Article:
Additionally, “[t]he inquiry must be whether a reasonable person, not a particular plaintiff, would have refused the treatment or procedure had he been fully informed of all inherent risks which would influence his decision․ Only in this way may a plaintiff establish that the failure to obtain informed consent was a proximate cause of his injuries.”   McKinley, 763 S.W.2d at 410 (citations omitted).   In McKinley, the Texas Supreme Court rejected arguments that the statute does not require a finding of proximate cause:  “An issue on proximate causation must be submitted as in ordinary negligence cases so the jury may determine whether any breach of duty caused the injuries suffered.   To hold otherwise would amount to an imposition of strict liability wherein a failure to warn and an undesirable surgical result would automatically create liability on the doctor.”  McKinley, 763 S.W.2d at 409.   And, as we stated previously in this case, “[p]roximate cause in lack of informed consent cases requires proof that had the risk been disclosed, a reasonable person in the same or similar circumstances would have refused the treatment or procedure, and the injury complained of was caused in fact by the undisclosed risk.”  Standefer, 256 S.W.3d at 892 (citing McKinley, 763 S.W.2d at 410;  Greene v. Thiet, 846 S.W.2d 26, 31, 36–37 (Tex.App.-San Antonio 1992, writ denied)).

We apply these standards to determine whether the trial court abused its discretion by concluding that Adams's first expert report and Havard's expert report were deficient as to Standefer.3  We begin by analyzing whether the two reports together satisfy the statutory causation requirement because our conclusion about that issue is dispositive.4

Causation Opinions of Adams and Havard

 We determine whether the causation opinions of Adams and Havard are sufficient by considering them in the context of the entire reports.5  Whisenant, 339 S.W.3d at 923;  Bakhtari, 317 S.W.3d at 496.

Adams's expert report reads in relevant part:

Commentary and Summary Statement

From the available medical records and attached legal documentation, it is my medical opinion that Ms. Brewer fell victim to, what is rampant in our surgical field, of commercial surgery.   She was not a surgical candidate for the operation, nor was she properly advised by the surgeon of the potential risks and complications of the procedure.   A history and physical, preoperative evaluation and consent by a “surgical technician” are not the standards of care, nor is the fleecing of an uninformed patient an acceptable standard in the practice of medicine and surgery.   Therefore, based upon the medical records I have reviewed, the actions of Dr. Standefer ․ failed to meet the standard of care and harmed Ms. Brewer by advising “a simple” but failed facelift.

We already determined in Standefer, 256 S.W.3d at 893, that Adams's report does not constitute a good faith effort to furnish a fair summary of an expert's opinion concerning causation as to Standefer.   We concluded:

The report does not show how the alleged negligence in failing to disclose the risk of failure or possible need for further reconstructive surgery caused Brewer's injury or damage.   Specifically, the report does not discuss whether a reasonable person would have declined the procedure had they been fully informed of the risks required to be disclosed.   Statements that Brewer was not a surgical candidate for the procedure or that she was harmed by being advised to undergo “a simple” but failed face-lift are not sufficient to show causation in a lack of informed consent case.  Id. (citations and footnote omitted).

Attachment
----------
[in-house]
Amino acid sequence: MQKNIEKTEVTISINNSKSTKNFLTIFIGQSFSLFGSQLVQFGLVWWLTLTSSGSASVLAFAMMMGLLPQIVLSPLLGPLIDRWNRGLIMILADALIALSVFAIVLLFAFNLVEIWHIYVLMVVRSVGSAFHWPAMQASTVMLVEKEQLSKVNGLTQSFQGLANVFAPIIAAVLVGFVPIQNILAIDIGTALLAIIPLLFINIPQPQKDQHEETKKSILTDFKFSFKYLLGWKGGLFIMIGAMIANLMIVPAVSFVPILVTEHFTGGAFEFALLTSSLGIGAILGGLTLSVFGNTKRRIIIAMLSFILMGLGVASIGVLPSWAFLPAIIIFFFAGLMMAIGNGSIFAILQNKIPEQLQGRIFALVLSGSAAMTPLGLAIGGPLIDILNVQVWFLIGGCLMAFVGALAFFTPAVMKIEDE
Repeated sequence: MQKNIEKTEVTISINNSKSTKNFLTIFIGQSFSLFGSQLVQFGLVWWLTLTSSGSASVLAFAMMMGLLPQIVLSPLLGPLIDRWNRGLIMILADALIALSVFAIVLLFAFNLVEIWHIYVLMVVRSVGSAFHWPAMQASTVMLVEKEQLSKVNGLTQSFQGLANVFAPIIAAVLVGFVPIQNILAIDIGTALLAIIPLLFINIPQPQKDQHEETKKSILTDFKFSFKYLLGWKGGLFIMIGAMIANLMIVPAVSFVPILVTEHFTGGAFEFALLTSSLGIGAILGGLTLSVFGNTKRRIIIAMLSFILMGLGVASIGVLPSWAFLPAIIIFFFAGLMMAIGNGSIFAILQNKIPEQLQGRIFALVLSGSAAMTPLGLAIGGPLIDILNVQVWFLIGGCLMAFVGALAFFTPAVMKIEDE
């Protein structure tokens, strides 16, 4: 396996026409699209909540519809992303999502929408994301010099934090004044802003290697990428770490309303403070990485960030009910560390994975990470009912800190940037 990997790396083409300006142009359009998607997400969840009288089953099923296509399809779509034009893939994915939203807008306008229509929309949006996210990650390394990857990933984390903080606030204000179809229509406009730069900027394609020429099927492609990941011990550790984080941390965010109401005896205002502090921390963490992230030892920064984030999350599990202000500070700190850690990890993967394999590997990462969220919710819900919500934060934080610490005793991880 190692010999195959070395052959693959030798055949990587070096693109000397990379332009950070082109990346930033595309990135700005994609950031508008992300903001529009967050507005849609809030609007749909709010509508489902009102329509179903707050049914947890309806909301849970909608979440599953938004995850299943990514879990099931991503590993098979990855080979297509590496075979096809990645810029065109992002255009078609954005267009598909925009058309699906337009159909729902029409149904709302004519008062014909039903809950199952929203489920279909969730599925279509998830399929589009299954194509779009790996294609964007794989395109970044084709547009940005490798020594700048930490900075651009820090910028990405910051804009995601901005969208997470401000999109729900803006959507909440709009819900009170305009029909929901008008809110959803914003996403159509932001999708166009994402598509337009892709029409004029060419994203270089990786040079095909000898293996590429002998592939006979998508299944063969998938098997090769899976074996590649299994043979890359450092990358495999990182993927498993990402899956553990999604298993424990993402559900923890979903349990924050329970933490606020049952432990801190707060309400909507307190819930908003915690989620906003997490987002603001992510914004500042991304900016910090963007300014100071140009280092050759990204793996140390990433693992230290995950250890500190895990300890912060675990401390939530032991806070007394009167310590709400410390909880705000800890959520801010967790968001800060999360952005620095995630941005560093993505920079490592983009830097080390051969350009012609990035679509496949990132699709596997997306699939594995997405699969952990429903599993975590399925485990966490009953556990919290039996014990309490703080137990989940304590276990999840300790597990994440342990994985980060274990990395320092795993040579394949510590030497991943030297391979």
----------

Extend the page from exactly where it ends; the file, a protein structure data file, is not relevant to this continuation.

After we decided Standefer, Brewer served Havard's report.   Consequently, we determine here whether Havard's expert report—either read alone or in combination with Adams's report—satisfies the causation requirement.   Havard's report reads in relevant part:

[T]he surgeon had the duty to disclose the risks and complications inherent in the Lifestyle Lift operation.   Having failed to disclose the risks and complications to a competent patient, the surgeon did not obtain Mrs. Brewer's informed consent in a manner consistent with the standards of care of the medical community.   If provided appropriate informed consent, Mrs. Brewer or any patient may have reasonably refused the operation based on risk to benefit assessment.

Brewer argues that it satisfies the causation requirement and emphasizes Havard's last sentence:  “[i]f provided appropriate informed consent, ․ any patient may have reasonably refused the operation based on risk to benefit assessment.”

Standefer argues that Havard's report addresses causation only in the last sentence, and that Havard's statement in this sentence does not satisfy the first causation element because it does not state that a reasonable person would have refused the procedure given proper disclosure.   Standefer also contends that Havard's report fails to explain why a reasonable person would refuse the procedure.   In addition, Standefer argues that Havard's report does not even discuss the second element of causation:  how the alleged failure to disclose inherent risks of the procedure resulted in harm to Brewer.   And Standefer argues that, even when read together, Adams's and Havard's reports do not represent a good faith effort to provide a fair summary of the experts' opinion on causation.